One of the most common musculoskeletal complaints that bring people to their doctor is knee pain. In our group practice in Monroe at the North Louisiana Orthopaedic & Sports Medicine Clinic, almost 40% of the new patients that we see complain of knee pain. In fact, the number of knee problems experienced by people of all ages has grown as a result of an increasingly active society.
The knee joint is the largest joint in the body. The upper and lower bones of the knee are separated by two discs (menisci). The upper leg bone (femur) and lower leg bones (tibia and fibula) are connected by ligaments, tendons, and muscles. The surfaces of the bones inside the knee joint are covered by articular cartilage which absorbs shock and provides a smooth gliding surface for joint movement.
While the knee joint’s main function is to act as a hinge in order to bend and straighten the body, the knee can also twist and rotate. Thus, injuries to the knee and overuse of the knee may hurt both the bone and also the ligaments, tendons and cartilages that help support the knee.
While many jobs, sports and recreational activity, getting older or having a disease such as osteoporosis or osteoarthritis increase the chances of having knee problems, injury is the most common cause of knee problems. Sudden or acute injuries may be caused by a direct blow to the knee from abnormal twisting, bending or falling. Pain, bruising and swelling may be severe and develop within minutes of the injury. The nerves, blood vessels, bursa (fluid sacs) which allow tendons to rub over the bone may be pinched or damaged during the knee injury. The knee or lower leg may feel numb, weak, cold, tingle or look bruised or blue. Swelling can occur sometimes very quickly after knee injuries.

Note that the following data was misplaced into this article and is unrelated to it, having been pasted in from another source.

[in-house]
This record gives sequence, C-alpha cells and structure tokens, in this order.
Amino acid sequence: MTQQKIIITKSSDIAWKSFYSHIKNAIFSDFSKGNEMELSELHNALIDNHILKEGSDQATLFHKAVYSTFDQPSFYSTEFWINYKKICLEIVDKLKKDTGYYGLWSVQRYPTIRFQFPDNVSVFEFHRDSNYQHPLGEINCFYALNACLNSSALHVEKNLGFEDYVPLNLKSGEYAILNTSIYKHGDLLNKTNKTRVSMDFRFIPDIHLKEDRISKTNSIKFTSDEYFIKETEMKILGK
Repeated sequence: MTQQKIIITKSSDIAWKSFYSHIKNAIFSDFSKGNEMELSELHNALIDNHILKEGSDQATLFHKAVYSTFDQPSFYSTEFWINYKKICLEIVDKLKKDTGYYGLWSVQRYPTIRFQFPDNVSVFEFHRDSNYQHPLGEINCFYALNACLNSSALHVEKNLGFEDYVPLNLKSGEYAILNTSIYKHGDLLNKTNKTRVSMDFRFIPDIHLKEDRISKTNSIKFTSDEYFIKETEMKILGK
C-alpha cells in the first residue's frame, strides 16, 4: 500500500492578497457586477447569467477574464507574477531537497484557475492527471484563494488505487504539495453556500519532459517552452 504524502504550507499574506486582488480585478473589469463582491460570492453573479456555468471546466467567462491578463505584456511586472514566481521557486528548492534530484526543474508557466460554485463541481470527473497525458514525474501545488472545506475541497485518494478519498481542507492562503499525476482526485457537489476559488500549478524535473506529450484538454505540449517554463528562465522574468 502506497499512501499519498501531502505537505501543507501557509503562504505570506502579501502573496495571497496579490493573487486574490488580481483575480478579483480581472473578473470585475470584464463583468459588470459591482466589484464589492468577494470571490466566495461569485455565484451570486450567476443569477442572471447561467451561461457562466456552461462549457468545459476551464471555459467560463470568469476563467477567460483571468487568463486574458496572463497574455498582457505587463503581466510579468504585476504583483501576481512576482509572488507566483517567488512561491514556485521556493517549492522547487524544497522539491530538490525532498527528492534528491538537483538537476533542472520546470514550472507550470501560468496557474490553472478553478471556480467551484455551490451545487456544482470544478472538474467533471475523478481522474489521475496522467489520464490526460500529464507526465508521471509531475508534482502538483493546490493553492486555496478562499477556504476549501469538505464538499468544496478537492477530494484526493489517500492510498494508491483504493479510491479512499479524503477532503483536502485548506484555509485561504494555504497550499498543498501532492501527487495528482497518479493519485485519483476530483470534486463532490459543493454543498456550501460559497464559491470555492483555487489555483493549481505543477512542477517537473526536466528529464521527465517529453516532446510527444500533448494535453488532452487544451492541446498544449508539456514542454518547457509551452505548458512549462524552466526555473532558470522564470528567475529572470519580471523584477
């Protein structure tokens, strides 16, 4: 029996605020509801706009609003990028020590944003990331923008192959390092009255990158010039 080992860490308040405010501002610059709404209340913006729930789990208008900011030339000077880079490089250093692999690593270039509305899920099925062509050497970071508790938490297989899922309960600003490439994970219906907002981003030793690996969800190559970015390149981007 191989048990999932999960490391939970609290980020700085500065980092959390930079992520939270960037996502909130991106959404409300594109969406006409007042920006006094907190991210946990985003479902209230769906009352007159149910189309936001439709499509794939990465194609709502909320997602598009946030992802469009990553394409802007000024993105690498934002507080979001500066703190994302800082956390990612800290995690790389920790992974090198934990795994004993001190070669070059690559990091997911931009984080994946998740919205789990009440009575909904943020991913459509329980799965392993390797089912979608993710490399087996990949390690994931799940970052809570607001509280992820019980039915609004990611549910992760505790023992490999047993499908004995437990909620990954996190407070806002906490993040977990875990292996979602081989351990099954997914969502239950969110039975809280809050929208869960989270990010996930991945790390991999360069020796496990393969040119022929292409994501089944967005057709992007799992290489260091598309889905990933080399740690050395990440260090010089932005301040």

Acute injuries to the knee may include:
- Sprain, strain or other injuries to the ligaments or tendons.
- Tear in the rubbery cushion to the knee joint (the meniscus), ligament tear such as an anterior cruciate ligament (ACL) or medial collateral ligament (MCL).
- Breaks or fractures of the kneecap, lower portion of the femur or upper part of the tibia or fibula.
- Severe force to bend the knee or when the knee forcefully hits an object.
- Kneecap dislocation. This type of dislocation occurs most frequently in 13-17-year-old girls.
Overuse injuries occur with repetitive activities or prolonged pressure on the knee. Activities such as stair climbing, bicycle riding, jogging or jumping stress the joints and tendons that support the knee and can lead to irritation and inflammation. In children, injuries to the growth plate and overuse injuries to the growth plate (Os-Good Schlatter’s) are fairly common. Other common causes of children’s knee pain include infections, tendinitis and adult-type injuries as well.
Most knee injuries and knee pain can be diagnosed in the office with a thorough history and physical exam. X-rays and occasionally an MRI scan can help confirm the diagnosis. Once the correct diagnosis of the knee pain is made, the treatment plan (medicine, physical therapy, surgery, etc.) can then be discussed with the patient. The orthopaedic surgeons at North Louisiana Orthopaedic & Sports Medicine Clinic are uniquely trained to diagnose and treat correctly knee pain or knee injuries. Please come and see one of our board-certified orthopaedic surgeons about your knee pain.